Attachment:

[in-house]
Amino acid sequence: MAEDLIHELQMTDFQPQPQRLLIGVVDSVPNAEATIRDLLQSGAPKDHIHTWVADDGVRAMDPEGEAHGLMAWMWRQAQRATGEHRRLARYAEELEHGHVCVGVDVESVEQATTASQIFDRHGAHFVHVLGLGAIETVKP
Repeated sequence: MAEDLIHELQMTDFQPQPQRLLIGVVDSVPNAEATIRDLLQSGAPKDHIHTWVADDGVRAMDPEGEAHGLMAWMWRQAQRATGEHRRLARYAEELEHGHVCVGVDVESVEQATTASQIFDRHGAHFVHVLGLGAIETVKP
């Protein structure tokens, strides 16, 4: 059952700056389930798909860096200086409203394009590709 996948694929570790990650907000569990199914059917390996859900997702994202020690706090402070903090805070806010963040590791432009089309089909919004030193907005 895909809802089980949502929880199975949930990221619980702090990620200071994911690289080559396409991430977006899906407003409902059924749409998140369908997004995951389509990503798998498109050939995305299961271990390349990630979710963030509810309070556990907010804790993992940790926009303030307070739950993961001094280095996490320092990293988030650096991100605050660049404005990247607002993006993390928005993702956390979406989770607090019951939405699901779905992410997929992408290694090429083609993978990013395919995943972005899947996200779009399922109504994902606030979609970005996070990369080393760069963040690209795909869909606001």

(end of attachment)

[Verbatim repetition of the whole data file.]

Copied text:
[in-house]
Amino acid sequence: MAEDLIHELQMTDFQPQPQRLLIGVVDSVPNAEATIRDLLQSGAPKDHIHTWVADDGVRAMDPEGEAHGLMAWMWRQAQRATGEHRRLARYAEELEHGHVCVGVDVESVEQATTASQIFDRHGAHFVHVLGLGAIETVKP
Repeated sequence: MAEDLIHELQMTDFQPQPQRLLIGVVDSVPNAEATIRDLLQSGAPKDHIHTWVADDGVRAMDPEGEAHGLMAWMWRQAQRATGEHRRLARYAEELEHGHVCVGVDVESVEQATTASQIFDRHGAHFVHVLGLGAIETVKP
């Protein structure tokens, strides 16, 4: 059952700056389930798909860096200086409203394009590709 996948694929570790990650907000569990199914059917390996859900997702994202020690706090402070903090805070806010963040590791432009089309089909919004030193907005 895909809802089980949502929880199975949930990221619980702090990620200071994911690289080559396409991430977006899906407003409902059924749409998140369908997004995951389509990503798998498109050939995305299961271990390349990630979710963030509810309070556990907010804790993992940790926009303030307070739950993961001094280095996490320092990293988030650096991100605050660049404005990247607002993006993390928005993702956390979406989770607090019951939405699901779905992410997929992408290694090429083609993978990013395919995943972005899947996200779009399922109504994902606030979609970005996070990369080393760069963040690209795909869909606001």